Double Steel Doors With Glass - It's yet another thing to succumb to that label as readily as A.J. Burnett did this weekend. His behaviour on Saturday was a clear indicator that not only does he pitch with all-or-nothing results, but he also pitches with an all-or-nothing mentality.
Instead of seeing this weekend as the opportunity to show he can scrape and claw to keep his team in a match despite a poor start, Burnett let his emotions get the best of him. This weekend it became increasingly evident that Burnett doesn't have desire or the focus to pitch in grind-it-out circumstances. It seems that he feels if he doesn't have a gem going by the second inning, what is the point? The match is a lost cause.
At 33, Burnett should also know some other things. When things get tough, he should know that most good sportsmen rise to challenges and bear down. He should be aware that it is every starting pitcher's job to give his team the opportunity to win every time he takes the mound. He doesn't have to dominate in every outing. Sometimes his task would be to maintain the match close. Sometimes his task would be to maintain his own offense within striking distance.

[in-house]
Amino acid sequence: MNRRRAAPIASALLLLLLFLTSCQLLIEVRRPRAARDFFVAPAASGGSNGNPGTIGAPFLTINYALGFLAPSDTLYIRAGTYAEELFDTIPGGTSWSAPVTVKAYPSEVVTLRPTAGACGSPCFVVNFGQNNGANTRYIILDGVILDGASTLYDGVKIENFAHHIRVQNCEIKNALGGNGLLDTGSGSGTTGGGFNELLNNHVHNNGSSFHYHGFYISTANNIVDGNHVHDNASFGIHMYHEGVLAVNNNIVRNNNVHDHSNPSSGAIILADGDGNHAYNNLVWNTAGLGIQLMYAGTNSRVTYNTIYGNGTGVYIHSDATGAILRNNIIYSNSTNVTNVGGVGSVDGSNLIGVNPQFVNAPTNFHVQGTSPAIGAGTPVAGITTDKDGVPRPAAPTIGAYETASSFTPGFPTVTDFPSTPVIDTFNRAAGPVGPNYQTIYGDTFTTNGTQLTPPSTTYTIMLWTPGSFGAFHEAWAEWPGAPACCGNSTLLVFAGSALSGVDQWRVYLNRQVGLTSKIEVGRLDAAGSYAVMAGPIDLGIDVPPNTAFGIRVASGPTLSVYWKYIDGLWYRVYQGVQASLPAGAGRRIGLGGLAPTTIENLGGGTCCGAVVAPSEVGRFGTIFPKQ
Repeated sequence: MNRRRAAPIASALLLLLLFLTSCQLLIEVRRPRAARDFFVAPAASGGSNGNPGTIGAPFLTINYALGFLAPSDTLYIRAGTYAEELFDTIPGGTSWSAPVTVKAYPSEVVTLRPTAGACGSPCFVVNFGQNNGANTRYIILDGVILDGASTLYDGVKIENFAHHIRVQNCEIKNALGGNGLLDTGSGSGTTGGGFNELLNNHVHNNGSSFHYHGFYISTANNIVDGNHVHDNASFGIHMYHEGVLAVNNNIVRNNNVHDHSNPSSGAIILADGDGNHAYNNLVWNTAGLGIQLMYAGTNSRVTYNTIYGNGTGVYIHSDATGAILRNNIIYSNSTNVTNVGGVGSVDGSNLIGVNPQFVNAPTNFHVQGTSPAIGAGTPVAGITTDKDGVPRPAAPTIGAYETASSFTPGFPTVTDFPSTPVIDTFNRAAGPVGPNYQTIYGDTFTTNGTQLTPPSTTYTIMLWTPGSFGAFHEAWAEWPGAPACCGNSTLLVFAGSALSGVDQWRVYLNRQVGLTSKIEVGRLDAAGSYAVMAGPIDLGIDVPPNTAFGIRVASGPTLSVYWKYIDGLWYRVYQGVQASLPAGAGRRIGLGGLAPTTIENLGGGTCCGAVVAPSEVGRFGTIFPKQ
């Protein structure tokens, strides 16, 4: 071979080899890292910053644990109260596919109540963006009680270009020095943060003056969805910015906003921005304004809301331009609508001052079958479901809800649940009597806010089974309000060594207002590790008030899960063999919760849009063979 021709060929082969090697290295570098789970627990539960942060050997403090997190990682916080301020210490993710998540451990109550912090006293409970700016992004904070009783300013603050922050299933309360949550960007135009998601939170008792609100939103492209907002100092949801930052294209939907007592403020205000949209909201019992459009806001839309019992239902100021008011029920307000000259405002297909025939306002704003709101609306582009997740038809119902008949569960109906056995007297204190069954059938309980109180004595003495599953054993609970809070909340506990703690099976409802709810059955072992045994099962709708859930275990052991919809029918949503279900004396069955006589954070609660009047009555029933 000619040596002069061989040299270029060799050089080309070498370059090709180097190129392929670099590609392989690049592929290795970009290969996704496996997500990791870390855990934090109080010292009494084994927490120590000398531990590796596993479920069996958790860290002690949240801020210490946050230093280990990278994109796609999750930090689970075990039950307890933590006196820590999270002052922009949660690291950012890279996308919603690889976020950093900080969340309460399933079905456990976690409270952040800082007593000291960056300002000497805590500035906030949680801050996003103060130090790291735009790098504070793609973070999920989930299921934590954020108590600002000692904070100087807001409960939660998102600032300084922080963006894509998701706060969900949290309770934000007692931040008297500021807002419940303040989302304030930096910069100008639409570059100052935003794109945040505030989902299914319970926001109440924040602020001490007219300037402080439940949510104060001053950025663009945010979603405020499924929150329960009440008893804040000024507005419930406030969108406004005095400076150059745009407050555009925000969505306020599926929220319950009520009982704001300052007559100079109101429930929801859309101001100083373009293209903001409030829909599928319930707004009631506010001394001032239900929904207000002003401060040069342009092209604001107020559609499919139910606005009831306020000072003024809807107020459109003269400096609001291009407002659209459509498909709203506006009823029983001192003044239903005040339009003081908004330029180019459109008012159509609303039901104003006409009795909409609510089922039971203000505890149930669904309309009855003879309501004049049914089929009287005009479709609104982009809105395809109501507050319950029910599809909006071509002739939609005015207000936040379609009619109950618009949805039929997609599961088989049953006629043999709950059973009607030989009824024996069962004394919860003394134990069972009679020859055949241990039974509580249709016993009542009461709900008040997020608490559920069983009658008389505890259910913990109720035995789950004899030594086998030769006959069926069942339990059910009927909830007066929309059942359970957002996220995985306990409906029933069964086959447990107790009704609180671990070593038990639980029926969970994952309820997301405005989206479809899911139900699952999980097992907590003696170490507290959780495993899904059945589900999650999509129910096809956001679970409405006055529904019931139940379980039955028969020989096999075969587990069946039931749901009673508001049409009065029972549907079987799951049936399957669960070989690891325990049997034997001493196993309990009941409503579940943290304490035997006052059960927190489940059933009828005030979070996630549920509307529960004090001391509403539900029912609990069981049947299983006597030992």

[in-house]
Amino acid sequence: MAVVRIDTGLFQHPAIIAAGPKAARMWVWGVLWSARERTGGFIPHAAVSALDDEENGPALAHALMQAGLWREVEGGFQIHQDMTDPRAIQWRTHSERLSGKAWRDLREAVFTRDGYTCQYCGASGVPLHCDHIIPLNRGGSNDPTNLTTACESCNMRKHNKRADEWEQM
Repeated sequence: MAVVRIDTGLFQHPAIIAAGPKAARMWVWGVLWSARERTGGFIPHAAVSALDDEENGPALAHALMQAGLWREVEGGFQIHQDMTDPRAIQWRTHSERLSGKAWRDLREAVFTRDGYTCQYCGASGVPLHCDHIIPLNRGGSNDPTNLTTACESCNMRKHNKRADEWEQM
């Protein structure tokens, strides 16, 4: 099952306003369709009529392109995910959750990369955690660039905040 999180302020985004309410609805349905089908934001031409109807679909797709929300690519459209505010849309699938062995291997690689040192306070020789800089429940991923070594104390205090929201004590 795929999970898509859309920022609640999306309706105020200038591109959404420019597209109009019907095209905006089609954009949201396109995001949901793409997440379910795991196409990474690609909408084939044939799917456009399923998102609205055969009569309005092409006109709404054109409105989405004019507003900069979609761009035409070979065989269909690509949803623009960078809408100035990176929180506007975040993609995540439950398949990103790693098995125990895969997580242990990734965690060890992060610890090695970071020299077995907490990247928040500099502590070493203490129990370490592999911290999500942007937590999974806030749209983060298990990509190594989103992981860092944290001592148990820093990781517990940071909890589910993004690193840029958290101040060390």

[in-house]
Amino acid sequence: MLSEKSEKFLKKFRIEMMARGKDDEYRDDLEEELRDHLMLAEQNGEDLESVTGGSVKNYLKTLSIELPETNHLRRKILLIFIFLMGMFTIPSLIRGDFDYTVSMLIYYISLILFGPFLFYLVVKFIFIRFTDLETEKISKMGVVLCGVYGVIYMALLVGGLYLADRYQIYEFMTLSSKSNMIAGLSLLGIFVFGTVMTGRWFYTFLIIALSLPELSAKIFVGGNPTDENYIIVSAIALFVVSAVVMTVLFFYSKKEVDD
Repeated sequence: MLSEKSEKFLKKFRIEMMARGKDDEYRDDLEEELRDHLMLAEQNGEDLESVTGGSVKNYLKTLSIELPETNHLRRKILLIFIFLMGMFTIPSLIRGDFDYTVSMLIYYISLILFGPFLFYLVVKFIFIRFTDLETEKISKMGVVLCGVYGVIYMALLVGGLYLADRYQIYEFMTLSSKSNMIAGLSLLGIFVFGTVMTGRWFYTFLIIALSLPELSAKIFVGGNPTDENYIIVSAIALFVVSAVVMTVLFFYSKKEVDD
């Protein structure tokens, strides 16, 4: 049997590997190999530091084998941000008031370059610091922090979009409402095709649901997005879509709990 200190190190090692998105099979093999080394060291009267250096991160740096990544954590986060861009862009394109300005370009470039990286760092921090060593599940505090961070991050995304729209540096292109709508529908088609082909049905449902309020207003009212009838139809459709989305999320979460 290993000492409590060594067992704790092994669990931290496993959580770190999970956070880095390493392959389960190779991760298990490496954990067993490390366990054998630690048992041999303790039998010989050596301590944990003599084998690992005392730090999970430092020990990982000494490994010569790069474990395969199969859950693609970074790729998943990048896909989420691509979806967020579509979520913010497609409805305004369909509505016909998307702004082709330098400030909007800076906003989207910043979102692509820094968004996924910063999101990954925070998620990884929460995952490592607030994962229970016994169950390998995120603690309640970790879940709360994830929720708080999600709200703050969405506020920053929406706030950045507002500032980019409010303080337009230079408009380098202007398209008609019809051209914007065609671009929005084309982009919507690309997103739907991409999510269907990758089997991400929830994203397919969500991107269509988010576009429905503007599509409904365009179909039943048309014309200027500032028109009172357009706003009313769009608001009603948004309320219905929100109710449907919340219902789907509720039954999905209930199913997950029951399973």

Most importantly, it's a starting pitcher's job to give effort each and every time he's called on to pitch. This doesn't only mean physical effort. This means mental effort. This implies pitching to the ebbs and flows of the match. Should you give up an early lead, like Burnett did on Saturday, suck it up and give your team a chance to come back. Don't let your mechanics get idle as a result of concentration and lost focus. And certainly, do not lose control of your emotions.